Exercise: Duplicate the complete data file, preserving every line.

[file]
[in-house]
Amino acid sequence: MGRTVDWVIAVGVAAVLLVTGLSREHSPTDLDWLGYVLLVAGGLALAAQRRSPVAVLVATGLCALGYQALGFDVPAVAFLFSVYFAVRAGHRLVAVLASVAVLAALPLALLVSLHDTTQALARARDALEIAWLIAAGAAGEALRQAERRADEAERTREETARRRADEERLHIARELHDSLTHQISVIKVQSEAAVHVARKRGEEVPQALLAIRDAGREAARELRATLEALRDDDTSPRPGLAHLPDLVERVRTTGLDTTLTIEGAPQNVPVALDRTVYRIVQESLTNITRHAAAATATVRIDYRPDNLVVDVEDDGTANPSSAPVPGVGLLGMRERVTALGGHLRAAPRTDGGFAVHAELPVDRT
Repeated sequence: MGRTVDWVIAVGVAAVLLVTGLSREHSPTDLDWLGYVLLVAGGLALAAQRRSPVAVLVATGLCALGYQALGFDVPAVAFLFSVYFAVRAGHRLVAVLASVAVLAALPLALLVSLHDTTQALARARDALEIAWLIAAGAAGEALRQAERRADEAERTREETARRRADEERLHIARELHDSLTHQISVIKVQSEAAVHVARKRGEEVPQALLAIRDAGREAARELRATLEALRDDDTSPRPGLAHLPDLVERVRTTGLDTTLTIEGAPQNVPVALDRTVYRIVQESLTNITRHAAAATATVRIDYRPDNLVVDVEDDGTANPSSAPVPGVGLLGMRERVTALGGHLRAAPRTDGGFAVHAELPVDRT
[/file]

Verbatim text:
[in-house]
Amino acid sequence: MGRTVDWVIAVGVAAVLLVTGLSREHSPTDLDWLGYVLLVAGGLALAAQRRSPVAVLVATGLCALGYQALGFDVPAVAFLFSVYFAVRAGHRLVAVLASVAVLAALPLALLVSLHDTTQALARARDALEIAWLIAAGAAGEALRQAERRADEAERTREETARRRADEERLHIARELHDSLTHQISVIKVQSEAAVHVARKRGEEVPQALLAIRDAGREAARELRATLEALRDDDTSPRPGLAHLPDLVERVRTTGLDTTLTIEGAPQNVPVALDRTVYRIVQESLTNITRHAAAATATVRIDYRPDNLVVDVEDDGTANPSSAPVPGVGLLGMRERVTALGGHLRAAPRTDGGFAVHAELPVDRT
Repeated sequence: MGRTVDWVIAVGVAAVLLVTGLSREHSPTDLDWLGYVLLVAGGLALAAQRRSPVAVLVATGLCALGYQALGFDVPAVAFLFSVYFAVRAGHRLVAVLASVAVLAALPLALLVSLHDTTQALARARDALEIAWLIAAGAAGEALRQAERRADEAERTREETARRRADEERLHIARELHDSLTHQISVIKVQSEAAVHVARKRGEEVPQALLAIRDAGREAARELRATLEALRDDDTSPRPGLAHLPDLVERVRTTGLDTTLTIEGAPQNVPVALDRTVYRIVQESLTNITRHAAAATATVRIDYRPDNLVVDVEDDGTANPSSAPVPGVGLLGMRERVTALGGHLRAAPRTDGGFAVHAELPVDRT